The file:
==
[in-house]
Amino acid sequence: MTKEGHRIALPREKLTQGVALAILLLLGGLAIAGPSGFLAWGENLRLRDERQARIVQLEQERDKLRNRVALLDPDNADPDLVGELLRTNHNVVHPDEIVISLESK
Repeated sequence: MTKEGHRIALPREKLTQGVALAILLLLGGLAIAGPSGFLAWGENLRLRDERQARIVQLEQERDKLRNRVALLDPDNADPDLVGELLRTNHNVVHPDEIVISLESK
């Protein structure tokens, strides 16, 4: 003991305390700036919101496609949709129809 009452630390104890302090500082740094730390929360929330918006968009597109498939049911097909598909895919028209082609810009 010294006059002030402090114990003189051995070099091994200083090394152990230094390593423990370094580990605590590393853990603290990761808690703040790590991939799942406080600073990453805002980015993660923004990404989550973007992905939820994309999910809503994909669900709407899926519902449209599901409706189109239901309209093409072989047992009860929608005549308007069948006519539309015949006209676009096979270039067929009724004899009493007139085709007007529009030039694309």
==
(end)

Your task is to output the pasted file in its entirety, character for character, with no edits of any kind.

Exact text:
[in-house]
Amino acid sequence: MTKEGHRIALPREKLTQGVALAILLLLGGLAIAGPSGFLAWGENLRLRDERQARIVQLEQERDKLRNRVALLDPDNADPDLVGELLRTNHNVVHPDEIVISLESK
Repeated sequence: MTKEGHRIALPREKLTQGVALAILLLLGGLAIAGPSGFLAWGENLRLRDERQARIVQLEQERDKLRNRVALLDPDNADPDLVGELLRTNHNVVHPDEIVISLESK
């Protein structure tokens, strides 16, 4: 003991305390700036919101496609949709129809 009452630390104890302090500082740094730390929360929330918006968009597109498939049911097909598909895919028209082609810009 010294006059002030402090114990003189051995070099091994200083090394152990230094390593423990370094580990605590590393853990603290990761808690703040790590991939799942406080600073990453805002980015993660923004990404989550973007992905939820994309999910809503994909669900709407899926519902449209599901409706189109239901309209093409072989047992009860929608005549308007069948006519539309015949006209676009096979270039067929009724004899009493007139085709007007529009030039694309």